3. Do they act on your advice with relatively little “selling” or the need to use “persuasion” or “closing” techniques?

Have you ever given someone advice and had them agree without any hestitation? That’s trust. Even the most analytical people are capable of trusting at this level. The more you are trusted, the more quickly your clients act on your advice with less information, education or discussion. If you feel like you’re “closing," then the trust level is low. What would have to happen for you to become the advisor who exudes that level of trust? What is their behavior in this area telling you about how much they trust you? On a scale of 1–10, what’s the score?

4. Are they more influenced by your advice than the negative emotions related to market, economic, political or world events?

The fourth metric is the degree to which your clients are more influenced by you than they are by all the negative events in the world that are very effectively exaggerated, embellished and spun by smart and articulate people who deliver the “news.” When the crap hit the fan a few years ago, did your clients stay the course of their plan or did they make you sell low, against your advice? What has to happen to move the needle on the trust dial so your clients are more influenced by you than their emotional reaction to events out of their control? What is their behavior in this area telling you about how much they trust you? On a scale of 1–10, what’s the score?

5. Do they pay your fee without quibbling or haggling?

The fifth metric is about your compensation. First of all, is all of your compensation totally transparent and fully disclosed? Are all of the costs of doing business with you totally transparent and fully disclosed, not just the money that you get paid? And are they happy to pay whatever that is? If there is debate about your fee, then it could mean more than just a cheap client. There could be a trust issue at work. When that needle on the trust dial moves farther to the right, your clients will be happy to pay the fee, provided, of course, there is a good value. What is their behavior in this area telling you about how much they trust you? On a scale of 1–10, what’s the score?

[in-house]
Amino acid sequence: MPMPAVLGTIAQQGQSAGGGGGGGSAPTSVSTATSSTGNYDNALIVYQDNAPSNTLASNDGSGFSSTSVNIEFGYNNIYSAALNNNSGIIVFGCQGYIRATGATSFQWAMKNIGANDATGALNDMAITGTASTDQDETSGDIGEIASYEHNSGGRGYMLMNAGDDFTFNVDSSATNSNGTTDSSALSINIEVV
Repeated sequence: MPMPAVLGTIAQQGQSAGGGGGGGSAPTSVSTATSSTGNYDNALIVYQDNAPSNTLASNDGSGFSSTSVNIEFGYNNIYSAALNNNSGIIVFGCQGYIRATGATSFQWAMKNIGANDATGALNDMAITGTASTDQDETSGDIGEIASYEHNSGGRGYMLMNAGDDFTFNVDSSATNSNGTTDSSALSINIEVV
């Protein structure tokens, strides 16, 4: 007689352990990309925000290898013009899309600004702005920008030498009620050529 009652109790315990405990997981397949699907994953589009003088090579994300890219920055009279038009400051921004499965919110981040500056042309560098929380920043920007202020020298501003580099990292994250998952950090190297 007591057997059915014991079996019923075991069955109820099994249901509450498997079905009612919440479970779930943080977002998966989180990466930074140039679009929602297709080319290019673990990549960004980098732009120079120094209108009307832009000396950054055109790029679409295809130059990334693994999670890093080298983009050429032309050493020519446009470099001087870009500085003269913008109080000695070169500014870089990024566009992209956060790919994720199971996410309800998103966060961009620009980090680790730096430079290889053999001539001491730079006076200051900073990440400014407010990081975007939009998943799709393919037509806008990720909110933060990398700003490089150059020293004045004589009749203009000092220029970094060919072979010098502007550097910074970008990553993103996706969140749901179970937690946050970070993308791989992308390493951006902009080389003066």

6. To what degree do they either offer unsolicited referrals or respond positively when you ask them to introduce you to their friends, family and colleagues?

I think it’s reasonable to believe that your clients have to trust you more to refer you to their friends, family and colleagues than the level of trust required for them to do business with you. A referral and introduction puts their most important relationships at risk. If you drop the ball, it reflects badly on them. So, do they refer you? How involved are they willing to be to make a warm introduction?

Obviously, there’s a significant trust difference between, “Call so-and-so, but don’t use my name,” versus “Give Bob a call later this week after I have the chance to speak with him and tell him how much I trust you and what a great job you have done for me.” And don’t believe it for a moment if you ever hear, “We just don’t refer.” That’s encrypted code for, “I don’t trust you enough to risk my relationships with my friends, family and colleagues to make those introductions.” Your mission, should you decide to accept it, is to be trusted that much. What is their behavior in this area telling you about how much they trust you? On a scale of 1–10, what’s the score?

Now what? How do you use this information to become a better advisor for your clients and a more successful advisor for yourself and your family? The first step is an assessment to discover the truth about the level of trust that exists with your clients based on their behavior against these six metrics.

Essentially, the way it works is that you enter the name for each of your clients and assess where they stand in each of these six areas. Using a simple 1–10 scoring system, your trust score with that client could be a maximum 60. It will be very apparent where you want to improve your value delivery or strengthen the relationship to move the needle on the trust dial to where both you and the client would prefer for it to be.

Make it your goal to become the kind of advisor and communicator who can move the needle on the trust dial to create a clientele who are fully comprehensive, consolidate all of their business with you, act on your advice, are more influenced by you than negative external events, happily pay your fee, and consistently introduce you to their friends, family and colleagues.

See also:
Behavioral investing: Understanding your clients’ complacency
What's your disconnect? How to build trust in our business
Time to cash in your trust dividend
To build trust, treat prospects as partners rather than customers